- Try to understand what human need is being met for your child by taking part in WOW. Is it to be liked? Is it to lead? Is it to be competent? An effective understanding of the reasonable goal(s) your child is trying to reach through WOW can give you insights into what is being frustrated in his or her real world.
- Try to partner with your child in expanding upon the success she or he is having in the real world. This may be socially, academically, extracurricularly or within your home.
- If your child has not identified areas of top strengths, use tools like the VIA Signature Strengths Survey or StrengthsExplorer to generate theories about what he or she might be very good at.
- If he or she has not done well with popular activities (e.g., sports offered at school, the most readily available clubs, etc.), try activities off the beaten path, using your child’s interests or insights from the previous recommendation to guide you.
- Look for partners in generating plans for increasing your child’s success in life. This might include teachers (most of whom are most willing to help), coaches, family, parents of your child’s friends, etc.
- Try to limit your child’s sedentary electronic pleasures to two hours a day. This is the sound counsel of more than one authoritative body (e.g., the American Academy of Pediatrics). If your child is doing more than this he or she may be missing out on other important developmental tasks (e.g., getting enough physical activity, advancing in reading skills, etc.)
- Explain to your child why you are putting any limits in place. This is done not to solicit approval (e.g., “thank you mother for being so wise and self-less in the administration of your parenting mission”), but to be respectful and loving. Of course, this will not typically mitigate passionate objections to the court from your child.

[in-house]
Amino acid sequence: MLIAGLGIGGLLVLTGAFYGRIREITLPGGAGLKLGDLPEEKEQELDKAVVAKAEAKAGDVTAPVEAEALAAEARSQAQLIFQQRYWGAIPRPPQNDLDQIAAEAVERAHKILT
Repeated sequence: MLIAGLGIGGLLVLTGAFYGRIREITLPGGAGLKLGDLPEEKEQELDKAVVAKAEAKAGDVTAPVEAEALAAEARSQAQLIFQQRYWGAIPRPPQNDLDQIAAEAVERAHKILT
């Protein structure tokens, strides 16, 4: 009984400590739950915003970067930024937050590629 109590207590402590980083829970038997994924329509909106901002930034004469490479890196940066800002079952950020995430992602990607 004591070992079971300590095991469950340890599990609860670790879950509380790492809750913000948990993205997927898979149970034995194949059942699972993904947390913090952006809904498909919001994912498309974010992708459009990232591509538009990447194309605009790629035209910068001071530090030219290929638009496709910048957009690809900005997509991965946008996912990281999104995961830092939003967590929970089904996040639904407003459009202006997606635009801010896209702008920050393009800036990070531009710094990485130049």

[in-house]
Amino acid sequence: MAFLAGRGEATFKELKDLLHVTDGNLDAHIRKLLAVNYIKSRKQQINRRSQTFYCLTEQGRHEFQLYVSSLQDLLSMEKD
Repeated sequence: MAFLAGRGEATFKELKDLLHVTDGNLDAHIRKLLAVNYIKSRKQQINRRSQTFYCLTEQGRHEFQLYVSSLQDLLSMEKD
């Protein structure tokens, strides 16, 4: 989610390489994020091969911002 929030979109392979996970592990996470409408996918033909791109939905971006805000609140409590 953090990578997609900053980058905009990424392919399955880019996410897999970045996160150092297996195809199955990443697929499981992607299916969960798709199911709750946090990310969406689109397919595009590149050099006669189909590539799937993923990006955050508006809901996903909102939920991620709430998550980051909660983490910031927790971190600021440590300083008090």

- Put appropriate electronic controls in place. Blizzard (the company behind WOW), has parent controls available within the game. Please click here to get started. There are also a variety of controls available either within many computers and televisions, just call the relevant technical support person. Finally, there are companies that sell products that make it easier for you to put controls into place (e.g., www.familysafemedia.com).
- Try to make sure that you are your child have at least one hour a week together where all you do is pay attention to your child and value either what your child is doing and/or saying. Called “special time” this involves a more intense dosing of attention than “quality time” (i.e., something else typically captures a parent’s attention during quality time, such as shopping, fishing, etc.).
- There is an army of lean-mean-healing machines available and willing to help you in your efforts to help your child. If you find that this is complex or difficult for you to resolve on your own or that your child is having a toxic reaction to your efforts to establish loving controls, consider taking the step of identifying a child therapist to help. One place to get local referrals is here.
Research suggests that effective parental monitoring is one of the most powerful ways to promote resilience, happiness and wellness in your child. Hence, your well designed efforts along these lines are usually well worth it!